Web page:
Monday, 6 July 2015

At A Glance Review of ... Britain Beneath Your Feet E01: "Building Britain"

Rating: 6

If you don't like Dallas Campbell then I highly suggest not watching this because he's literally everywhere, as this first episode of a two part series takes us around underneath parts of Britain.

What's good in this show is very good and captivating, but it's not all plain sailing ...

You can find the whole episode on the BBC iplayer; check availability here

Dallas starts off my explaining why skyscrapers were slow to take off in London, and it's down to the clay beneath. This completely unnecessary explanation, by way of him throbbing his leg on the clay machine to keep it turning whilst making a rudimentary cup, was a little unsettling.
Mostly this focuses on The Shard building, with the computer graphics actually proving useful to show just how deep those foundations need to be to keep the building upright.
One of the highlights of the programme for me, was Dallas's time (all rather too short) at Gaping Gill in North Yorkshire, which he descends into rather spectacularly.
The view from below is even more impressive than on the way down, with a huge open space of magnificence and awe.
If the way down wasn't scary enough, the way back up is via a rather narrow tunnel!
We're then off to Bristol for a trip down the river that runs through the centre of the city largely unseen by anyone for many miles. The fact that this journey took 6 hours, but is condensed into mere minutes in this programme, gives an idea of how long it really is.
At places the river's tunnel walls get very low!
Dallas then rather unnecessarily catwalks down the high street onto his next assignment. What a poser!
He's in London, and once again he's going down ...
Certainly a masterpiece of construction are the victorian sewers.
What's not so good is the rubbish that collects down there! Dallas genuinely can't stand the very potent smell. I'm not sure many of us could, except for the workers doing the job of cleaning up "fatbergs" that clog up the sewers. If you ever need reminding why you shouldn't pour fat or anything else down the toilet or sink, this is it.
Then we're off to the outskirts of Bath, to explain what happens to some of the water heading to the city
It goes down this hole says Dallas, although I do wonder if this is the actual hole or if there are numerous holes? Is it just the one? No idea, because this programme really does rush over everything sadly.
Completely unnecessary, we then have Dallas in an airplane to show us the short distance the water takes, although it's also a VERY long journey; somewhat 10,000 years, down into the earth and back up into those famous roman baths.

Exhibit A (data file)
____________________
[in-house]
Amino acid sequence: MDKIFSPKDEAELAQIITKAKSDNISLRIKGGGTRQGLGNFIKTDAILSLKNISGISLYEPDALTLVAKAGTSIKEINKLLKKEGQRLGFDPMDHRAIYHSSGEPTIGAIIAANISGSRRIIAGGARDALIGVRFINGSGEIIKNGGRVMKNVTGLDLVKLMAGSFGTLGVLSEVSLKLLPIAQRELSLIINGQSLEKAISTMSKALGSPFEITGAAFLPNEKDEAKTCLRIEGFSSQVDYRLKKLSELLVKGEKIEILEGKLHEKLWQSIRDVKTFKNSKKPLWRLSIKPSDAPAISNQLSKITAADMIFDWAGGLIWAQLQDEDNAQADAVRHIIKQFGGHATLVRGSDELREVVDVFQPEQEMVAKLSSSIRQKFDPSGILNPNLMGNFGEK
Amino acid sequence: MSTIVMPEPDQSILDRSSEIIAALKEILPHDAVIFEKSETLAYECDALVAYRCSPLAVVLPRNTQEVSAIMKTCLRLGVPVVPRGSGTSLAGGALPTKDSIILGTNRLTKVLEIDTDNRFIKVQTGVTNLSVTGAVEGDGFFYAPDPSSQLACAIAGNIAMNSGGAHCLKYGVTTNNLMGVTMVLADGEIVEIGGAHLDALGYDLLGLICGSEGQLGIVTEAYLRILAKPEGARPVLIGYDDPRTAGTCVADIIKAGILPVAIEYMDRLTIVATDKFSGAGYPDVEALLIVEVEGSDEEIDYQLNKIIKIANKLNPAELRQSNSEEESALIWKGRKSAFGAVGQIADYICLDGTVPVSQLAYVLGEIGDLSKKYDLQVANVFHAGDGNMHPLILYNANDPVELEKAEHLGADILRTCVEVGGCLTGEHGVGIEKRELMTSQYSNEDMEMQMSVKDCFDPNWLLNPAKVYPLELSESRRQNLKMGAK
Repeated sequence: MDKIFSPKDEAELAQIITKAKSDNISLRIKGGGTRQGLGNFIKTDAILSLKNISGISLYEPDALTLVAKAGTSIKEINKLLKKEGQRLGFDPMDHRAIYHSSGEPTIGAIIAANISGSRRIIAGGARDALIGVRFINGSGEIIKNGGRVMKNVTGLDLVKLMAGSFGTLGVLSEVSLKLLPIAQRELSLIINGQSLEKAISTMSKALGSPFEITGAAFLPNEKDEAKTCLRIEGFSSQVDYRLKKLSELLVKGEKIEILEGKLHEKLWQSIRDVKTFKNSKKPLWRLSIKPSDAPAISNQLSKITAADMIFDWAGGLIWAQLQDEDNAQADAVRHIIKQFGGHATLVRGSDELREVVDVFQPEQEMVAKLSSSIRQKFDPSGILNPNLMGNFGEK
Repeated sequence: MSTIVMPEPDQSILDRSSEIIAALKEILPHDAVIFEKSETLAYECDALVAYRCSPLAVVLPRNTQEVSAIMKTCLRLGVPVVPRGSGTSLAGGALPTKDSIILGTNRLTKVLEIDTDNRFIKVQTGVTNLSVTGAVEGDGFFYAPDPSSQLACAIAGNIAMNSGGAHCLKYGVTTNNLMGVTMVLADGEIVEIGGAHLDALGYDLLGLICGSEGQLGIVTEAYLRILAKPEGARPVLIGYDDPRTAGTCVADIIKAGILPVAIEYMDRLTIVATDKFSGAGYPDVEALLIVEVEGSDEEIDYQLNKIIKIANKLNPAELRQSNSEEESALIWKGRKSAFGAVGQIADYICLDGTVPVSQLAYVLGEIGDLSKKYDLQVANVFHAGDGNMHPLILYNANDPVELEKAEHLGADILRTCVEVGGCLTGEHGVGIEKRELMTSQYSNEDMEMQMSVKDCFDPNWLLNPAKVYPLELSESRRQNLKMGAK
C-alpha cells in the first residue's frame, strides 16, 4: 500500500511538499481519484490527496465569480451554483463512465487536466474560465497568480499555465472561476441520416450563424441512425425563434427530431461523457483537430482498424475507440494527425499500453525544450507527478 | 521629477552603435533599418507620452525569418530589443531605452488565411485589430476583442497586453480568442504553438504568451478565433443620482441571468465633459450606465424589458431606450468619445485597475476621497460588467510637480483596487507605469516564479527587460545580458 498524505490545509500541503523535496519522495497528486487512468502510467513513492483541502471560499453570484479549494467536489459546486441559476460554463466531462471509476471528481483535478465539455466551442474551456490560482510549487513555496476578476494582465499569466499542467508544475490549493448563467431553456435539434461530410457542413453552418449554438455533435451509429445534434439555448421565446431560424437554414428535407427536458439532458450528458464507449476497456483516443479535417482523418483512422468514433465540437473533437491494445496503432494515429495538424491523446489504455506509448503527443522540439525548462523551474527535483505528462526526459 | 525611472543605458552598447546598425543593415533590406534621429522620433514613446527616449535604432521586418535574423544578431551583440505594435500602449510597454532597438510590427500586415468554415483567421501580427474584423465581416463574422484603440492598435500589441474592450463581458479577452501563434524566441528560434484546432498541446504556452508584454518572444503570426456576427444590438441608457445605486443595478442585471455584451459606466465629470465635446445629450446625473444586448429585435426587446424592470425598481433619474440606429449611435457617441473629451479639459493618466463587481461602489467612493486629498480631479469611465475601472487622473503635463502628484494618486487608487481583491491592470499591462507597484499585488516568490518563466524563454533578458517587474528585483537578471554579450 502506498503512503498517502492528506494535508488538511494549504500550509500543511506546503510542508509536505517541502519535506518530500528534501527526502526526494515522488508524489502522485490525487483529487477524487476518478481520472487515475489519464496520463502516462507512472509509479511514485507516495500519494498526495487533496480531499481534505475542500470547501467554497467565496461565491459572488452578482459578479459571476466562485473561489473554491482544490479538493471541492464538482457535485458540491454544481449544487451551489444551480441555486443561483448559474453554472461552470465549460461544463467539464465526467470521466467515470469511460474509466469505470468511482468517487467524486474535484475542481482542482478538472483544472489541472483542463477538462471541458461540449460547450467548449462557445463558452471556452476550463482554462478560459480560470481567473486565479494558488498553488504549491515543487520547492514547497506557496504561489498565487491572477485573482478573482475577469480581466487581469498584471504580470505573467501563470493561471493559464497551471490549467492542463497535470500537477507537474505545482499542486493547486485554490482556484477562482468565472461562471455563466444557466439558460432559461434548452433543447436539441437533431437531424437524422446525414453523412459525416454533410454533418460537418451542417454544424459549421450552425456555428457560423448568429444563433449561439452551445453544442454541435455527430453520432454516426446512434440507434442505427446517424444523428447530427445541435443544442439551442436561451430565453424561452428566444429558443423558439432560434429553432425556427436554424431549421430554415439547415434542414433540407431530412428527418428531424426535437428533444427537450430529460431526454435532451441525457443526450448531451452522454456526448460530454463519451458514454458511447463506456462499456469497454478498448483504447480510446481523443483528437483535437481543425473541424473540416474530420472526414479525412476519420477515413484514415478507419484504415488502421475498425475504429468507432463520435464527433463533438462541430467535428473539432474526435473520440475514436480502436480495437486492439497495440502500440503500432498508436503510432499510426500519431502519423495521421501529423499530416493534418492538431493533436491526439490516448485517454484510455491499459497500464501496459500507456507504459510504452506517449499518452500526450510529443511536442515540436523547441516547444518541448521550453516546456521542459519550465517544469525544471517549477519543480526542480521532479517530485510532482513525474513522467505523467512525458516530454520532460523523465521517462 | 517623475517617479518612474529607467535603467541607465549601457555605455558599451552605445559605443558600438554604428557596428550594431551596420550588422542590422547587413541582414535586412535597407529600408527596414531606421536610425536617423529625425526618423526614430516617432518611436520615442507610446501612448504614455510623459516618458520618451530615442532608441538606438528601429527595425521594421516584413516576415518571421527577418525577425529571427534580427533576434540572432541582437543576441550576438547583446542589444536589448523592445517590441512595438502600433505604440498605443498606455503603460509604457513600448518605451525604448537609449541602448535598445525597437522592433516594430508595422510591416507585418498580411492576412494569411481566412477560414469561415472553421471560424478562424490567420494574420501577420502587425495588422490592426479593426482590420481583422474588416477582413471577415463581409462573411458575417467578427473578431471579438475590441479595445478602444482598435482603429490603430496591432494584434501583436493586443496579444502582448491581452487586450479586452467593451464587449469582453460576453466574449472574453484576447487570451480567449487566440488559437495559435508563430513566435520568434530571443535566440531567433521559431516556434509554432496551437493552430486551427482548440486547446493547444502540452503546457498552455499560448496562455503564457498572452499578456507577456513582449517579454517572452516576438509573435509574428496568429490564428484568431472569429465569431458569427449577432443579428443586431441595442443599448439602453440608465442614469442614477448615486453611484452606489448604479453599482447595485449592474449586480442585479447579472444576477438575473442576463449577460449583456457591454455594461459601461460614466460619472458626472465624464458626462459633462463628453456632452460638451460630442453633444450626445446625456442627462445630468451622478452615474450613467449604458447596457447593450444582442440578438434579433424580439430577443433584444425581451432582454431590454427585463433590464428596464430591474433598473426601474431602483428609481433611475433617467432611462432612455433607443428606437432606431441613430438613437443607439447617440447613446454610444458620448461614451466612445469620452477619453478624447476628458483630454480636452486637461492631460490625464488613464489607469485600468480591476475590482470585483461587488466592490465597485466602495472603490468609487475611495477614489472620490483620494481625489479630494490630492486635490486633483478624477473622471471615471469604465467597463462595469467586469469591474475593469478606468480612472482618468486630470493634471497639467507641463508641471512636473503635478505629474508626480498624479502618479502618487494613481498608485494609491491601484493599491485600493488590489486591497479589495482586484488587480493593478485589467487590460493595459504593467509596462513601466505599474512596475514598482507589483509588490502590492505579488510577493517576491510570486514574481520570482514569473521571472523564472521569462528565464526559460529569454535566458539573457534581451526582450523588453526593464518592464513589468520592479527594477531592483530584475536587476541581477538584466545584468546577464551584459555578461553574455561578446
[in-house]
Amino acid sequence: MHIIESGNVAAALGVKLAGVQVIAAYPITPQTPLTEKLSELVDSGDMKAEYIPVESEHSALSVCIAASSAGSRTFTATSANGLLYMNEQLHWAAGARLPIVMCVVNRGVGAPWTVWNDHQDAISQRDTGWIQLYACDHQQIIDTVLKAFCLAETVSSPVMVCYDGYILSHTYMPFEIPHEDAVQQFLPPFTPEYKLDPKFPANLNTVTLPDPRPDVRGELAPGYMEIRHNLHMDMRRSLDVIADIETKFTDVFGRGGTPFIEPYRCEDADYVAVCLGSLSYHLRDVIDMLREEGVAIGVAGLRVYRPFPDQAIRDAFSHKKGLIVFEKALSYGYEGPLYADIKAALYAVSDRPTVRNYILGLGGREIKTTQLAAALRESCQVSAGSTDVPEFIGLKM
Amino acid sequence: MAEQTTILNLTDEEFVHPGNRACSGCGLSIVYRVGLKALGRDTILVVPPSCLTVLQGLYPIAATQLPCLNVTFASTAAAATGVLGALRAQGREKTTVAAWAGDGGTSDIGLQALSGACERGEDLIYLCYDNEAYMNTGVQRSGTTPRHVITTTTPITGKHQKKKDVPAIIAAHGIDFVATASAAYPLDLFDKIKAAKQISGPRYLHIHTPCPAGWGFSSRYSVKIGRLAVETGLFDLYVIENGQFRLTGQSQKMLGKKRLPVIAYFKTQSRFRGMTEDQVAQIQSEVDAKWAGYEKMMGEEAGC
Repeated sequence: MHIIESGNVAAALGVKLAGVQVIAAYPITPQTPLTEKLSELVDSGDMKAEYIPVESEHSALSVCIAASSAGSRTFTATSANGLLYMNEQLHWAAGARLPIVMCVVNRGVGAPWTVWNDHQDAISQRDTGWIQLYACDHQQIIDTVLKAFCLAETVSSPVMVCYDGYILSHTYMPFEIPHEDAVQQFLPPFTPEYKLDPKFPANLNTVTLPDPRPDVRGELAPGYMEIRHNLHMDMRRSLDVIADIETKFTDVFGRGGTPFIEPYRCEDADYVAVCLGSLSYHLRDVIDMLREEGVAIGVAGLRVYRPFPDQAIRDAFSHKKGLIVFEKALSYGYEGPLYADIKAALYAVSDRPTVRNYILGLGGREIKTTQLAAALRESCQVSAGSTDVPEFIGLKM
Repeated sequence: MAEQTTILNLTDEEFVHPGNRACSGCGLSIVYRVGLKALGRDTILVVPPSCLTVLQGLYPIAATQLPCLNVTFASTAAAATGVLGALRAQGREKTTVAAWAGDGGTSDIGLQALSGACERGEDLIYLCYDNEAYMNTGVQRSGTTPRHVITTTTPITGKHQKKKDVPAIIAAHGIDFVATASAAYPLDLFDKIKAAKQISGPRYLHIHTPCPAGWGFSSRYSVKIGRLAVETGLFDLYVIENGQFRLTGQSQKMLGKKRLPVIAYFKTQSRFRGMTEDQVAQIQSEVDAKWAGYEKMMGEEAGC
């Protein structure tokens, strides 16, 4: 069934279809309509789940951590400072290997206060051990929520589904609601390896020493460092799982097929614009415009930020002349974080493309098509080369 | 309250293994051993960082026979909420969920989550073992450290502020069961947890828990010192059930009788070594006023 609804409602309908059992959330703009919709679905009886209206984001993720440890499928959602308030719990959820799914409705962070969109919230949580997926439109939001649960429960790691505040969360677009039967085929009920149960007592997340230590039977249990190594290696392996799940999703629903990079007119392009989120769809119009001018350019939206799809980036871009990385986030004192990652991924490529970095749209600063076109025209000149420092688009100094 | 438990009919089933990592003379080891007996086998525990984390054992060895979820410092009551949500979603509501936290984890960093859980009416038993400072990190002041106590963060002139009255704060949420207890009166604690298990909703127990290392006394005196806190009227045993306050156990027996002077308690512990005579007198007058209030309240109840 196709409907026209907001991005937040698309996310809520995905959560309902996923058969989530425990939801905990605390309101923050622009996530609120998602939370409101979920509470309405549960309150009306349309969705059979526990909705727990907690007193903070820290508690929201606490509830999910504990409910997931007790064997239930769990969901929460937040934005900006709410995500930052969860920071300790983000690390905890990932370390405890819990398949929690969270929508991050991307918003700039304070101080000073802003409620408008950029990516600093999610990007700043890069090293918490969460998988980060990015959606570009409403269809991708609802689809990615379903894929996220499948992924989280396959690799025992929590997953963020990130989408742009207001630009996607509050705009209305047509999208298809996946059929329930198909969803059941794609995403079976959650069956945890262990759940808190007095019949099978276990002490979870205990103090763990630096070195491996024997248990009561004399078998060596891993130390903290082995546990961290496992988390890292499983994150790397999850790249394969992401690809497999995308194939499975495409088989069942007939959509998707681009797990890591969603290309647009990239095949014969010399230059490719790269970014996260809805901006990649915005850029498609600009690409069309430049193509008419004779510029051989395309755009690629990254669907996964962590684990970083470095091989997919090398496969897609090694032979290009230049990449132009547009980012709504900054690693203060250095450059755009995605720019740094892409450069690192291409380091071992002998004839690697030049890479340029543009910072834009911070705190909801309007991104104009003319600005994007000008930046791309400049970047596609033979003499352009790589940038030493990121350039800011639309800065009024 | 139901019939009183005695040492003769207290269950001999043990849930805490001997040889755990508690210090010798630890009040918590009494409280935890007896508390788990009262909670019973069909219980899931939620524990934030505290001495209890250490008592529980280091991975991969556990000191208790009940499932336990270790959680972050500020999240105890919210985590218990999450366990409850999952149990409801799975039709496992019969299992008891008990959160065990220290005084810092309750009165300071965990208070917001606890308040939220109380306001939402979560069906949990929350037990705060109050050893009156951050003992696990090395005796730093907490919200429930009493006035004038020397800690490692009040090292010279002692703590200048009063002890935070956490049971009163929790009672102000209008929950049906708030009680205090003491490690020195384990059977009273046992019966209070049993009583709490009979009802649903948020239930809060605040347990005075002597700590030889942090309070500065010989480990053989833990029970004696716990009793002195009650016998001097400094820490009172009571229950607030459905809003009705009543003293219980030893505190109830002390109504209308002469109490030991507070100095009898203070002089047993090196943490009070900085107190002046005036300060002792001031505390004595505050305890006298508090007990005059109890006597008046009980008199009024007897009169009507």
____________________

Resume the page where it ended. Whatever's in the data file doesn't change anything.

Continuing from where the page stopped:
If there are any ladies who fancy Dallas, you'll appreciate the scenes of him in the spa pool, and views of his hairy chest/armpits :/
We then head off to Edinburgh where he explains how the castle is essentially on a very old volcano.
Some fancy graphics merely confuse everything, which is much better explained in other zoomed out aerial shots.
Then it's down a coal mine for Dallas, starting off with an interesting fossil of a fir tree, although no idea if that was actually found down the same mine.
Dallas then tries becoming a miner, complaining of the lack of room to get a full swing into motion. The fact that a camera crew managed to get down there isn't really mentioned.
An almost two minute segment then takes place down a slate mine, purely to tell us that a cricket team uses it to play some extreme cricket. Dallas is useless at the sport and so is this whole segment really.
If you thought the cricket was dull, we then get a lady going around in circles, mapping the root system of a tree. Interesting technology, and she's rather passionate and nice, but the end result ...
... tells us nothing we didn't already know about roots. There's lots of them and they keep the tree upright. Revolutionary this information isn't.
Dallas then explores a tree root system that has a convenient entrance on a slope, to show us roots up close and explain the function of fungi in keeping the trees and nature going. Very useful to know and understand.
Several long minutes are spent with a treasure hunter and his metal detectors, explaining nothing much in particular, expect for his very big haul of Anglo-Saxon treasure he unearthed in recent years. The man on the left that is, not Dallas.
Finally, Dallas goes down a mine in North Yorkshire, whose sheer scale and size will astound you. He does all this to show us the tons of asphalt mined from the deepest location in Britain, so that our crops get fertilizer.
I'd seen this on another programme recently, but there's also a lab down this mine looking for Dark Matter.


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